Apple (NASDAQ:AAPL) Watch, the first major new product category from the iPhone-maker since 2010, could sell tens of millions of units when it debuts early next year, generating billions of dollars in additional revenue, and emerging as a key growth area for the company.

But unfortunately, it may end what has been -- at least until now -- an incredibly impressive streak.

Faster than the one before it
Since the turn of the millenium, Apple's resurgence has been built on the success of three products -- the iPod, iPhone and, most recently, the iPad. Impressively, each product has sold faster than the one that preceded it.

In April, 2007, five and a half years after its sales debut, Apple announced that it had sold its 100 millionth iPod. Then, in March, 2011, it made the same announcement for the iPhone, less than four years after Apple's first smartphone went on sale. The iPad, despite widespread criticism when it was first unveiled in 2010, sold even faster than the iPhone, breaking the 100 million unit barrier in October, 2012 -- just two and a half years after it first arrived in stores.

Why Apple Watch could disappoint
Could Apple Watch keep the streak alive? It's certainly possible, but it will be difficult. In order for the Apple Watch to beat the iPad, it would have to sell 100 million units in less than 30 months.

Apple Watch faces a number of hurdles -- its design has been heavily criticized by watch industry veterans --  and there are still major unanswered questions that could limit demand. In particular, battery life -- Apple has remained mum on Apple Watch's battery capacity, and a report from Re/code suggested that Apple itself is unhappy with how long Apple Watch lasts away from its charger.

But these issues are hard to quantify, and may be overcome before Apple Watch launches, or by subsequent refreshes of the device that should debut long before the 30 month mark. Rather, the major limiting factor appears be intrinsic to Apple Watch's design -- its reliance on a tethered iPhone severely limits its addressable market.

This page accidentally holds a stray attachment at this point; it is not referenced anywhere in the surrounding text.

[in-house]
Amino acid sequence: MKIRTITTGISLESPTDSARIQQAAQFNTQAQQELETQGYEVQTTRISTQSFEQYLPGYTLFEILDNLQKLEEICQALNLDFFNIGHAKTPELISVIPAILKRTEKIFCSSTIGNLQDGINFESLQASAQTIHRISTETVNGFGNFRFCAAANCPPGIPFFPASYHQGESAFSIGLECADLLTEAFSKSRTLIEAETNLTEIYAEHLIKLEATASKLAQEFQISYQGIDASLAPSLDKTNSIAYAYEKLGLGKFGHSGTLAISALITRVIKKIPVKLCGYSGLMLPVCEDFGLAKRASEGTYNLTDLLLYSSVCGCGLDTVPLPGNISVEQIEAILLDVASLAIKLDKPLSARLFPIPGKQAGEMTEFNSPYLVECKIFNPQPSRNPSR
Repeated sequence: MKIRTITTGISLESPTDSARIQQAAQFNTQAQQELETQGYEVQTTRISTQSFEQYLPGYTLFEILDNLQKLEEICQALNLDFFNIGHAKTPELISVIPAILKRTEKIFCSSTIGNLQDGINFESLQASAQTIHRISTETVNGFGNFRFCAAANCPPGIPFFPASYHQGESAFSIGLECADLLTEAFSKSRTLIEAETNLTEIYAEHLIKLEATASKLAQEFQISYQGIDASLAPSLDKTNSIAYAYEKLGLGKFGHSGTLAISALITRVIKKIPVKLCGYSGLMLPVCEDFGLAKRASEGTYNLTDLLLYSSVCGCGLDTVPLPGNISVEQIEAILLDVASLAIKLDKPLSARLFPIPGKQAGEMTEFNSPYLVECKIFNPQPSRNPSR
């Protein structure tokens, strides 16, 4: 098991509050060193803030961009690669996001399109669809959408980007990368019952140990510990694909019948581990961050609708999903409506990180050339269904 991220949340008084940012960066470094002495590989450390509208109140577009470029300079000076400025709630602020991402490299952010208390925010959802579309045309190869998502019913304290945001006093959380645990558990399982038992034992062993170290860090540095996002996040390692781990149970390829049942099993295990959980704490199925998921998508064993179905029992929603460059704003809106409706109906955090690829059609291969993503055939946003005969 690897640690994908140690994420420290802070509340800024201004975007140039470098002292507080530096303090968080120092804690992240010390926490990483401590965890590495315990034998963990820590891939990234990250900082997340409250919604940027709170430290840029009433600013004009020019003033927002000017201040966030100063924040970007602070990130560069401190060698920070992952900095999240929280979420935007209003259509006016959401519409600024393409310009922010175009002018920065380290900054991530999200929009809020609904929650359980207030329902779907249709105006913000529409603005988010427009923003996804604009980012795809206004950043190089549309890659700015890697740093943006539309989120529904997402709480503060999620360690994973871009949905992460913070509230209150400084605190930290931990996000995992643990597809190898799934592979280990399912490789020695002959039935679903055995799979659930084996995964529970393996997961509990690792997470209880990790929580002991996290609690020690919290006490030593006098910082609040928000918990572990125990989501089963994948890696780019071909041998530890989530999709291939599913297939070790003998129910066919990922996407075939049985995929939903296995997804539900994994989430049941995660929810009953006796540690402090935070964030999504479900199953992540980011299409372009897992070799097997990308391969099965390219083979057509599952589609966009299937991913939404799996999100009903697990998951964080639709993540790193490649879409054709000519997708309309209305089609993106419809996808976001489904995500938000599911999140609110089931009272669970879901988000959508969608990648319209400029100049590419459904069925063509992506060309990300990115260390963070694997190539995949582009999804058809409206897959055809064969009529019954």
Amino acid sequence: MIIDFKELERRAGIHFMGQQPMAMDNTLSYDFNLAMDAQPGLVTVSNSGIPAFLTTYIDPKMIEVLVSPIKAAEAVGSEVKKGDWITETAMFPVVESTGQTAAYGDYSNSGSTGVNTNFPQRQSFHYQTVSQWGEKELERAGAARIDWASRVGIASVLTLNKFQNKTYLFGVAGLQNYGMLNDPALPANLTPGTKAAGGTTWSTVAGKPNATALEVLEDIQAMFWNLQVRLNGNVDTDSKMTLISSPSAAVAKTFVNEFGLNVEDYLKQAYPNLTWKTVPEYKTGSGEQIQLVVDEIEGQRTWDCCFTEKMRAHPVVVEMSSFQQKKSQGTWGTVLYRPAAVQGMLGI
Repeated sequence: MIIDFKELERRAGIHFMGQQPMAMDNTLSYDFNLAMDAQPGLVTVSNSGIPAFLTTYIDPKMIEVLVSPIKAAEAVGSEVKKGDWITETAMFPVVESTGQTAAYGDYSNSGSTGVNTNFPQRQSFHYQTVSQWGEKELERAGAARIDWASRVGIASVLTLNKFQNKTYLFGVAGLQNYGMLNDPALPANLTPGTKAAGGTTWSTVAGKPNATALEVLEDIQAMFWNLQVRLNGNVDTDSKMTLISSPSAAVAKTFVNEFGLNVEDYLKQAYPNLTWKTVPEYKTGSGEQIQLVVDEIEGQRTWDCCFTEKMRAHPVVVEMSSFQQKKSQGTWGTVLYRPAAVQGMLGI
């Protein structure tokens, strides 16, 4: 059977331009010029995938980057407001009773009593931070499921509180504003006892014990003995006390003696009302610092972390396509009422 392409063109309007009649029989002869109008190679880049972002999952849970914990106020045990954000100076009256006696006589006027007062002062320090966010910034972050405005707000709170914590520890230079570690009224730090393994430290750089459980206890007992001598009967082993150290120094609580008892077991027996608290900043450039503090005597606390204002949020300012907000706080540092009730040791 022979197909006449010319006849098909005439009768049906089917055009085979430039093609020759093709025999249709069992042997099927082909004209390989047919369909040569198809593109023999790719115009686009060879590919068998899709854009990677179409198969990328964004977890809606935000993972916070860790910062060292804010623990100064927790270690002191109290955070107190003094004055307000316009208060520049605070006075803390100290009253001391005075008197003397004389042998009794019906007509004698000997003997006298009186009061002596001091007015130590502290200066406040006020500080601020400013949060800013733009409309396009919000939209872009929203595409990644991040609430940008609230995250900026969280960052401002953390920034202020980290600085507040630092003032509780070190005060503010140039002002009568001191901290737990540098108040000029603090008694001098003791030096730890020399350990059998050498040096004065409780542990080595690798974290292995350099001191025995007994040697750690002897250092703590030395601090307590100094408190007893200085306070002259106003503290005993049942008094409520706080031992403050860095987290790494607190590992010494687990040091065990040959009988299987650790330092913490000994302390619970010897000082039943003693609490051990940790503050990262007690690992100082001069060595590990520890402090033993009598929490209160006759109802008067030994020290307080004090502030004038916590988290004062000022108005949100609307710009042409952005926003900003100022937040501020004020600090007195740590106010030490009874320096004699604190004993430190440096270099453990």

How many watches could Apple sell?
Certainly, a handful of non-iPhone owners could buy the watch, perhaps as a novelty or for some fashion-related reason. But the overwhelming majority of watches Apple sells will likely be to iPhone owners -- in particular, iPhone owners who have purchased the device relatively recently (Apple Watch is only compatible with iPhone 5 and above).

Since the iPhone 5's debut, Apple has officially sold around 317 million iPhones (27 million in the iPhone 5's first quarter, 150 million in fiscal year 2013, 51 million in the 2013 holiday quarter, a combined 79 million in the two quarters reported this year, and 10 million iPhones sold in the iPhone 6's first weekend on sale). Not all of them, however, work with Apple Watch -- until the iPhone 6's debut, Apple was still selling the non-compatible iPhone 4S, and the iPhone 4 was offered for most of 2013. Unfortunately, Apple does not offer a sales breakdown by model, but earlier this year, analysts at Morgan Stanley estimated that the iPhone 4 and 4S made up around 40% of U.S. iPhones currently in use.